“What looks like neglect from my perspective is sometimes the best people can do given the tools and capabilities they have,” one of my colleagues said.
The comment was part of a debate about whether inadequate care of an elderly relative rose to the level of homicidal neglect:
When a 94-year-old woman who lived with her son died, the caregiver son – no spring chicken himself – admitted he hadn’t reported his mother’s death until he had cleaned her up.
Under the woman’s clothing, a medical examiner found two large bed sores, one of them bone-deep. She was also dehydrated and severely malnourished.
“How,” he asked his colleagues, “would you certify the manner of death?”
Cases such as this are quite difficult. It’s hard to be consistent; it’s hard to be fair. It’s hard to know what standard to apply.
One of many questions is: Has anybody legally assumed a caregiver role?
If an elderly man who hasn’t been judged incompetent chooses to live in squalor, neglect his well-being and eat only candy bars, his children aren’t accountable when he dies of malnutrition.
In the case under discussion, the woman’s son had moved her into his house. That’s probably sufficient to establish some level of legal responsibility. But I’d want to get the advice of the district attorney before making a homicide determination.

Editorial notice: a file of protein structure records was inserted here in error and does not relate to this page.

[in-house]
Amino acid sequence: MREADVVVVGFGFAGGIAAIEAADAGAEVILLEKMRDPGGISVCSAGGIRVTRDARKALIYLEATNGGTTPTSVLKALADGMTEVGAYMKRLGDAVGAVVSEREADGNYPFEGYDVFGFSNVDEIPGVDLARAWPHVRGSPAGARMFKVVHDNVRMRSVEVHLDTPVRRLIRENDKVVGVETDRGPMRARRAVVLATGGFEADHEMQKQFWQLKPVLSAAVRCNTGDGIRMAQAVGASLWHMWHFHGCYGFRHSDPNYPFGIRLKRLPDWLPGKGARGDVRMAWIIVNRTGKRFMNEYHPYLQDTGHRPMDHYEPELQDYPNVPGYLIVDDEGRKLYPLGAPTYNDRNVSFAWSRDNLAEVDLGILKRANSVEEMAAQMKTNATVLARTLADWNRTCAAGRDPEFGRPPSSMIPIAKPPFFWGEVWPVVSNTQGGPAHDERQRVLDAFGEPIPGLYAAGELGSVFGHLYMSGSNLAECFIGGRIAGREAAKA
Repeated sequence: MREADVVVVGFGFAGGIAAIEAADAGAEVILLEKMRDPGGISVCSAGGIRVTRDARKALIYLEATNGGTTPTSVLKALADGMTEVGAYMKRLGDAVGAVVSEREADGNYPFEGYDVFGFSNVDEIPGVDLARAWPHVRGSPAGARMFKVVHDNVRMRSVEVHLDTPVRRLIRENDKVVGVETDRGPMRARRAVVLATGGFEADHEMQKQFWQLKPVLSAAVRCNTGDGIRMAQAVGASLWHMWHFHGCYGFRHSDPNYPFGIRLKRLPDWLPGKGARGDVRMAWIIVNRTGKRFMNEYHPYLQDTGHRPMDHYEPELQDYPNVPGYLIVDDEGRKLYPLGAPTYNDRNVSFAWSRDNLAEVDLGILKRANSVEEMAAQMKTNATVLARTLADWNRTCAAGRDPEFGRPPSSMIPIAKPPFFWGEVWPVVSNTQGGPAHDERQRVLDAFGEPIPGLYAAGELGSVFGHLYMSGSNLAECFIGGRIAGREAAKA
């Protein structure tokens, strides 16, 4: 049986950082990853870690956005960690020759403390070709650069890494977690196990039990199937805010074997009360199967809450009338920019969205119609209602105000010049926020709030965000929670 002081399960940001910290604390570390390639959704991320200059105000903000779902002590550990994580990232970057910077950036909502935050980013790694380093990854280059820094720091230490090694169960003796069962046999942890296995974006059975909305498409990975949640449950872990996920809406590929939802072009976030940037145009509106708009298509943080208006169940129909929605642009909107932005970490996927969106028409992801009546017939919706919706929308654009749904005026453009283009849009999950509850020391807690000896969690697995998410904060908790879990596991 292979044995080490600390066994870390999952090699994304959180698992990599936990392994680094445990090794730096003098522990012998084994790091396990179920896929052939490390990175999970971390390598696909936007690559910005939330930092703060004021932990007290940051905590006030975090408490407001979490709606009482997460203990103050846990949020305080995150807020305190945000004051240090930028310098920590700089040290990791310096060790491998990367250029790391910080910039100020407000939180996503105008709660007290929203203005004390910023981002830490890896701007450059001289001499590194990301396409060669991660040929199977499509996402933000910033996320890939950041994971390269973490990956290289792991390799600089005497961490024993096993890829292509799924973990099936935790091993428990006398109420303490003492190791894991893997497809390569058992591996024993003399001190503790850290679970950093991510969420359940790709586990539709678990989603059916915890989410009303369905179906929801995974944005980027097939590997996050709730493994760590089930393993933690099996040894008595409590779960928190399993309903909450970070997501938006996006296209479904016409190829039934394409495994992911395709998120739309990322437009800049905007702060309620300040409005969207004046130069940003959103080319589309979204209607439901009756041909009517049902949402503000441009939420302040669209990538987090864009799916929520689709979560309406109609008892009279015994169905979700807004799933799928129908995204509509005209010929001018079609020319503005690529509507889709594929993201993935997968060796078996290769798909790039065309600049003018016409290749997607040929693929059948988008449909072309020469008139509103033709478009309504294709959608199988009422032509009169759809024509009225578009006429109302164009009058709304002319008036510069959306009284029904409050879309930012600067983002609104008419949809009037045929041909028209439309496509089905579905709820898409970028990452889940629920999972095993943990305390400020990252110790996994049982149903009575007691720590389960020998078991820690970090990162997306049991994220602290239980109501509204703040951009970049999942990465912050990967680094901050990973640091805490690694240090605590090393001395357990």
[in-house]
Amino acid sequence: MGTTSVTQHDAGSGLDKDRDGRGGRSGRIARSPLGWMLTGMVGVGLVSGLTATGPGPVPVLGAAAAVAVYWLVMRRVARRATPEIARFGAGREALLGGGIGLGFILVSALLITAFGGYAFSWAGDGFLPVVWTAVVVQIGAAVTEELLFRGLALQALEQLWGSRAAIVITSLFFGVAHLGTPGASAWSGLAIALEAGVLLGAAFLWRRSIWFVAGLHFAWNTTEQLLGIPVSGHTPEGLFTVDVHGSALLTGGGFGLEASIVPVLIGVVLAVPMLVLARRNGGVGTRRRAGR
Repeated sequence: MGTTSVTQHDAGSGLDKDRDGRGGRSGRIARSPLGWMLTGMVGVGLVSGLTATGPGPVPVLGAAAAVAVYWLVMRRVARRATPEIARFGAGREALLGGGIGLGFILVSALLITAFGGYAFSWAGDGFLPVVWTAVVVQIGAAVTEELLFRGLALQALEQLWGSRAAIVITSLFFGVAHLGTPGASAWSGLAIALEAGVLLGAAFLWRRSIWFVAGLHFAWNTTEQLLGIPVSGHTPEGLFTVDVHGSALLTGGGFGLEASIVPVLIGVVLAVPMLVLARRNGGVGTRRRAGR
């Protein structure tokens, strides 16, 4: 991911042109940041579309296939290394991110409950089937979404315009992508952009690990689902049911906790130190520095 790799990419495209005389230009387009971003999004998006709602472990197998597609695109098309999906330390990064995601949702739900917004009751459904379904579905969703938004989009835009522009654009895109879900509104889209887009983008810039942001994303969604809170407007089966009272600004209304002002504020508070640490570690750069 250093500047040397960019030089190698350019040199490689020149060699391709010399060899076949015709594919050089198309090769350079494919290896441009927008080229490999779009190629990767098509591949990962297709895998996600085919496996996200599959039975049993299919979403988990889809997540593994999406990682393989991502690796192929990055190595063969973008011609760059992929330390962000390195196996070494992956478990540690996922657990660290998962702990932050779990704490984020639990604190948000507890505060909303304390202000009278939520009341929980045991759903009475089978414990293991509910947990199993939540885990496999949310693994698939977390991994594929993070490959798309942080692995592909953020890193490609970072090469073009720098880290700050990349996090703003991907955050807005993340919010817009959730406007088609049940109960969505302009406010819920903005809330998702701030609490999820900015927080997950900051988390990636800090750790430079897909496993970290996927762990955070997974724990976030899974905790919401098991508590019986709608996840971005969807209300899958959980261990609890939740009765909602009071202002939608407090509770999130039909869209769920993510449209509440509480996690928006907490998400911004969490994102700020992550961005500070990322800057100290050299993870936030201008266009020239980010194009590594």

If a legal responsibility exists, how far does it extend? Is it sufficient to make food and water available?
If a young child won’t eat, parents would be required to seek medical care.
If a 94-year-old who doesn’t want to live anymore won’t eat, must her son have her declared incompetent so she can be forcibly hospitalized and tube-fed? Or can he abide by her wishes and watch her die?
Some people say huge bedsores are neglect by definition. But it takes constant vigilance and care to prevent bedsores when a person becomes too weak or ill to turn over by herself.
Maybe a hospital or nursing home can be held to a no-bedsores standard, but what about an elderly caregiver who doesn’t understand the need for constant turning and hardly has the strength to do it, anyway?
Years ago, an elderly woman who was caregiver to her demented husband became so ill she couldn’t leave her bed. So every day, the husband walked several blocks to McDonald’s and bought her a hamburger.
When she could no longer eat, he tore burgers up and stuffed them in her mouth. After she died, he continued to stuff burgers into the mouth of a decaying corpse.
Clearly, he did the best he could.
But in many cases, including that of the 94-year-old mother, it’s hard to know where to draw the line.
email@example.com Dr. Carol J. Huser, a forensic pathologist, served as La Plata County coroner from 2003-12. She now lives in Florida and Maryland.